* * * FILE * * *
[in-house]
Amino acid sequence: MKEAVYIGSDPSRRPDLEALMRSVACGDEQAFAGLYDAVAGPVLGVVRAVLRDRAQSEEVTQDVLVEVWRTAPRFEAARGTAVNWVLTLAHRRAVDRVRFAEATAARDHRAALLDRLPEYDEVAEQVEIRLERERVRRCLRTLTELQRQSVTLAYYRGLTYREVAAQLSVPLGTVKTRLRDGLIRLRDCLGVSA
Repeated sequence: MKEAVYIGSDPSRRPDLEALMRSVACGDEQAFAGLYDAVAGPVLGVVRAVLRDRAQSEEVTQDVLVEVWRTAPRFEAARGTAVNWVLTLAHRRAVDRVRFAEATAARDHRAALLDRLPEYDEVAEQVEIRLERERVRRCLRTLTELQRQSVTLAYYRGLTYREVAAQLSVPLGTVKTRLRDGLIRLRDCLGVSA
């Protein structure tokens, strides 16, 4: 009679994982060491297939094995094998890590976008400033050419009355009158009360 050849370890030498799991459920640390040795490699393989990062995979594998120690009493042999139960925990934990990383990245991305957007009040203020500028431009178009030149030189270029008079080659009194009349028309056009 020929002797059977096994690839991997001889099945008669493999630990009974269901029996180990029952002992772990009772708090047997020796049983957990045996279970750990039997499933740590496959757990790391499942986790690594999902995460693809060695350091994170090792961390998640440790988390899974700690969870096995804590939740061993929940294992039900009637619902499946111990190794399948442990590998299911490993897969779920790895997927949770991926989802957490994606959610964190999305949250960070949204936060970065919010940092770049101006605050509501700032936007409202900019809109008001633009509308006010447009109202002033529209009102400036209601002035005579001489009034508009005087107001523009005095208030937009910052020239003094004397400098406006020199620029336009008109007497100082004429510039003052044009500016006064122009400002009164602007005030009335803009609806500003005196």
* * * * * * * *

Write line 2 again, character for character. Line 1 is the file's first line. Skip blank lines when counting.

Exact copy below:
Amino acid sequence: MKEAVYIGSDPSRRPDLEALMRSVACGDEQAFAGLYDAVAGPVLGVVRAVLRDRAQSEEVTQDVLVEVWRTAPRFEAARGTAVNWVLTLAHRRAVDRVRFAEATAARDHRAALLDRLPEYDEVAEQVEIRLERERVRRCLRTLTELQRQSVTLAYYRGLTYREVAAQLSVPLGTVKTRLRDGLIRLRDCLGVSA